by Irvin Muchnick
The pro wrestling media did a good job of interpreting the verbal volleys in hours upon hours of recent podcasts by WWE boss Vince McMahon and one of his former top performers, C.M, Punk (real name Phil Brooks), who quit earlier this year under bitter circumstances.
Of course, I am a good week and a half late to this party and now the whole thing has been overriden by the announcement that Punk is taking the plunge into mixed martial arts, by signing a multi-fight deal with UFC. So I just want to cite the two writers who, I think, best honed in on the dimension of the dispute that should be most important for fans and non-fans alike: the absence of meaningful medical controls in the extreme entertainment genre that is WWE an entity anything but fake on the scorecard of life and death.
On November 28, in CM Punk raises old concerns about WWEs Wellness Policy, http://www.cagesideseats.com/wwe/2014/11/28/7300575/cm-punk-raises-old-concerns-about-wwes-wellness-policy, Keith Harris of Cageside Seats (part of the SB Nation blog family) noted: The allegation that a WWE doctor was willing to clear a wrestler over the phone without a formal inspection has been made before, as Charlie Haas made similar allegations about Dr. Joseph Maroon in 2010. This referred to a story we published here at https://concussioninc.net/?p=2737.
Harris went even further with a December 1 post headlined, Is the Sports Legacy Institute tainted by their association with CM Punks concussion claims?, http://www.cagesideseats.com/wwe/2014/12/1/7310649/is-the-sports-legacy-institute-tainted-by-their-association-with-wwe. Harris pointed out that top WWE executive Paul Triple H Levesque, who is married to Vince and Linda McMahons daughter Stephanie, now serves on the board of SLI, Chris Nowinskis organization, in an officially unofficial quid pro quo for a $1.2 million corporate gift. It is my view, and that of many others, that donations from WWE and the NFL tragically compromise the traumatic brain injury advocacy work of Nowinski, a former Harvard football player and WWE performer.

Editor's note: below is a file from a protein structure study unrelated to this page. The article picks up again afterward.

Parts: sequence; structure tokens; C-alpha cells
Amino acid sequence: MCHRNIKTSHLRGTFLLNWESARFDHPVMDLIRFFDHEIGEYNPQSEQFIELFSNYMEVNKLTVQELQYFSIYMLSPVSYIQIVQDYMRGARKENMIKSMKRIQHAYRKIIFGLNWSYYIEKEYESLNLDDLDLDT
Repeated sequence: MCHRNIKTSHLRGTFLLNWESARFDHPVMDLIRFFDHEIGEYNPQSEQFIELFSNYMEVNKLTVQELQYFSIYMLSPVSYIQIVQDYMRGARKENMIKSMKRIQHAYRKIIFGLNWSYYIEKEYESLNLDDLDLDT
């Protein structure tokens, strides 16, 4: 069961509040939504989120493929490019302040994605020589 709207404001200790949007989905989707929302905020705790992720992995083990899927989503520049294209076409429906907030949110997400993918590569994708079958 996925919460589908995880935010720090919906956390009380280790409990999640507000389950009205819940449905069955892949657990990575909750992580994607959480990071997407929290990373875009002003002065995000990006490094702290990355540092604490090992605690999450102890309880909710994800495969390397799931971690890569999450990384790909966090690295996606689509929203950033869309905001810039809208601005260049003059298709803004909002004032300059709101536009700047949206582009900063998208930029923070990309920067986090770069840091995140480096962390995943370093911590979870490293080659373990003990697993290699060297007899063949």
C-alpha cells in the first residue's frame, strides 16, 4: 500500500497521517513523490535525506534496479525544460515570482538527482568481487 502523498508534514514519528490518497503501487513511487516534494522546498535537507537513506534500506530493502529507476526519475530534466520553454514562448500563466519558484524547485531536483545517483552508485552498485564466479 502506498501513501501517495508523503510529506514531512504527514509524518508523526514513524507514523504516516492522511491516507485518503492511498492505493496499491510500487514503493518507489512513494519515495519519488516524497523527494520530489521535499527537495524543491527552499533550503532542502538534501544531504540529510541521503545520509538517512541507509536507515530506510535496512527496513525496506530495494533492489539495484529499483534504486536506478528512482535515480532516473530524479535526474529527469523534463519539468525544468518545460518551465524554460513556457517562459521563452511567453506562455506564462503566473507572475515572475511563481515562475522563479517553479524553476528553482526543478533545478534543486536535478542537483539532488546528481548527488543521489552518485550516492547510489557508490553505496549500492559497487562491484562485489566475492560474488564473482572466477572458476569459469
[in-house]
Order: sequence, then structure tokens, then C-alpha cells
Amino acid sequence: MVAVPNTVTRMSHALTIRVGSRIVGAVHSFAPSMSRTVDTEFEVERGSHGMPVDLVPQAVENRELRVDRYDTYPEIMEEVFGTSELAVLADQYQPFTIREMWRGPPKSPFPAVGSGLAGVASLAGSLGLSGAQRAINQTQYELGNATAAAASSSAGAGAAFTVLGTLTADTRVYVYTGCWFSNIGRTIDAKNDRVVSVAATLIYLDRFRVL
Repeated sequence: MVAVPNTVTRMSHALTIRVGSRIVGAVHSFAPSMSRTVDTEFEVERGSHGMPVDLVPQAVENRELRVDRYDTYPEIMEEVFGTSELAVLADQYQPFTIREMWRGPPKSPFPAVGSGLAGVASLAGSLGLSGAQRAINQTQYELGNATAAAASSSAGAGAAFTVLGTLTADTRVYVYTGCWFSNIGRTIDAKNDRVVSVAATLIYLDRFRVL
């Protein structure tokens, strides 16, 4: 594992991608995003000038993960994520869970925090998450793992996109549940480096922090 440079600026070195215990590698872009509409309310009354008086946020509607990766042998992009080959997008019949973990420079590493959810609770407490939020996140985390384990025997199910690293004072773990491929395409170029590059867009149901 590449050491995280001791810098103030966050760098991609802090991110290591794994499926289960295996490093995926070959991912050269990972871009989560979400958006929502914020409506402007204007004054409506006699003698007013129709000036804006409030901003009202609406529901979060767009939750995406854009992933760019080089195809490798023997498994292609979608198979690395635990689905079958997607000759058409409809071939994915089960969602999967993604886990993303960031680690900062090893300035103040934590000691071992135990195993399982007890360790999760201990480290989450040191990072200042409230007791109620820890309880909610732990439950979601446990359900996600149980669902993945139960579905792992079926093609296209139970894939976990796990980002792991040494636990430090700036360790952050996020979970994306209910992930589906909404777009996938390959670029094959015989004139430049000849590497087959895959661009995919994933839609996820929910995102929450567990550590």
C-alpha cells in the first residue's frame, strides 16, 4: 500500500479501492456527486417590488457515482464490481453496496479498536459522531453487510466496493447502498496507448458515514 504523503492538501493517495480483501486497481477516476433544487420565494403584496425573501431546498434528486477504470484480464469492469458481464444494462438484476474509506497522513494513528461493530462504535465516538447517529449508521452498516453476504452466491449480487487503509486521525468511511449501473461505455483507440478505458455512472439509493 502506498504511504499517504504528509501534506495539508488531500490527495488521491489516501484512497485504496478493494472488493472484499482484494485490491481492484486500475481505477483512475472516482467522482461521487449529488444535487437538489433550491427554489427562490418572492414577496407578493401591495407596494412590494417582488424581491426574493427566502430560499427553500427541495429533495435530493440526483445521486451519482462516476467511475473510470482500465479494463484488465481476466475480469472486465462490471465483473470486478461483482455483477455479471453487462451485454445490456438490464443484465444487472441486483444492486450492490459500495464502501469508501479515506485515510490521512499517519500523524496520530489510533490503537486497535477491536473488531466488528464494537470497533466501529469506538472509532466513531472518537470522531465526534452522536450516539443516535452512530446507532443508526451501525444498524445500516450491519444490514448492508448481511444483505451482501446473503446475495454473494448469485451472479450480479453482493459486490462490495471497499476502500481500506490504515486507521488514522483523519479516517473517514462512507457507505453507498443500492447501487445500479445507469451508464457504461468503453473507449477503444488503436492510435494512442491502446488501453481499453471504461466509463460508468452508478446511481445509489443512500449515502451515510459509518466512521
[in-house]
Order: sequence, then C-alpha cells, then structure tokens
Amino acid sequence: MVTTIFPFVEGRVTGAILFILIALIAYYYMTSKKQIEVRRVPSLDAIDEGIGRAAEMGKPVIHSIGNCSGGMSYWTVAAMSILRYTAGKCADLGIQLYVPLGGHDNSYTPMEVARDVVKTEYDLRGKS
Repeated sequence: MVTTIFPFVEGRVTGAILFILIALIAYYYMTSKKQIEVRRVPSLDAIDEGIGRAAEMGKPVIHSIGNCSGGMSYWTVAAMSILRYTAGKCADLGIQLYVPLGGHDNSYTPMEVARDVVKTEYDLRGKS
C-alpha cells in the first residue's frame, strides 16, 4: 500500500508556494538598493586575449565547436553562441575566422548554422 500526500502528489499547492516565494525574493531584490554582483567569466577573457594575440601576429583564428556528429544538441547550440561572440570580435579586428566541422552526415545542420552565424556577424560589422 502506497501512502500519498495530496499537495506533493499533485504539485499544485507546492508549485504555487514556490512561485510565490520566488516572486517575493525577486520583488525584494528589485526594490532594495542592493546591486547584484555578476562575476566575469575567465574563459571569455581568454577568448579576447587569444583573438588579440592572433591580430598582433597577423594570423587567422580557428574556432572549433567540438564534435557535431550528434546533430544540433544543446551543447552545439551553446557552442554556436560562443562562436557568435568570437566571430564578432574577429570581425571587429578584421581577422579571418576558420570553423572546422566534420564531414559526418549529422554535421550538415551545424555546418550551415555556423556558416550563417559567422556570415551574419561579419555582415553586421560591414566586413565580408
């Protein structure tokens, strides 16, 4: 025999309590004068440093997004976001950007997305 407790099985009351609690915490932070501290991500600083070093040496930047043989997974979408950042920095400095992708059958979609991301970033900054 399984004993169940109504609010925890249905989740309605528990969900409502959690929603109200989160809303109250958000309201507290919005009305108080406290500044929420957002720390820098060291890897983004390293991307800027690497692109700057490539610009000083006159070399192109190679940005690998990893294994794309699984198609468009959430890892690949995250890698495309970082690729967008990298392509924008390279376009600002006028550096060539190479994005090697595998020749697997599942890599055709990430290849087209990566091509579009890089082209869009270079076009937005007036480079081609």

At Bryan Alvarezs Figure Four Weekly, where David Bixenspan is a major contributor, Bixenspan went in depth into Punks contention that Maroons ImPACT concussion test is bullshit. Even more disturbingly, WWE doctors let Punk continue to work for weeks, possibly months, with a growth on his lower back that turned out to be a potentially life-threatening and contagious MRSA, or antibiotic-resistant staph infection. (Former WWE performer Hardcore Holly recounted a similar anecdote in his memoirs.)
The subscribers-only link to Bixenspans piece is http://www.f4wonline.com/component/content/article/40096-full-color-pdf-nov-28-figure-four-weekly-most-in-depth-analysis-of-cm-punks-complaints-about-wwes-medical-team-that-youll-read-anywhere-plus-news-a-reviews-from-around-the-world.
Bixenspan also told of new disturbing evidence of questionable care by famed orthopedist Dr. James Andrews, who (as in our earlier story on Charlie Haas) cleared Punk for return to action without even examining him in person. Dipping into some history of WWEs relationship with the Andrews office, Bixenspan recalled that an unqualified doctor there, non-endocrinologist Dr. Tracy Ray, originally ruled on therapeutic use exemptions for steroid-family prescriptions for wrestlers:
Ray was replaced in 2008 by Dr. Vijay Bahl, an endocrinologist practicing at University of Pittsburgh Medical Center. Joseph Maroon and the head of the cardiological monitoring part of the program, Bryan Donahue, are also part of the [University of Pittsburgh Medical Center]. Initially, according to a 2010 article by Irv Muchnick, WWE had discussions with Dr. Richard Auchus of University of Texas Southwestern Medical Center, who was theoretically the best person for the job since he helped author the therapeutic use exemption (TUE) protocols for the World Anti-Doping Agency (WADA). Auchus’s proposal centered around how testosterone replacement therapy (TRT) should only be used to taper the wrestlers off steroids, not as an ongoing treatment, and for whatever reason, Auchus never heard back while Bahl was hired instead.
This is all timely as Dr. Maroons group re-ups — I think the current popular term is “doubles down” — the hype for their hopelessly conflicted, indeed profiteering, solutions to the football concussion crisis. More on that next.
CONCUSSION INC.: The End of Football As We Know It, will be published early next year by ECW Press. You can pre-order both the hard copy and Kindle versions at http://amzn.to/1yQNPXY. View the cover at http://muchnick.net/cicover.pdf.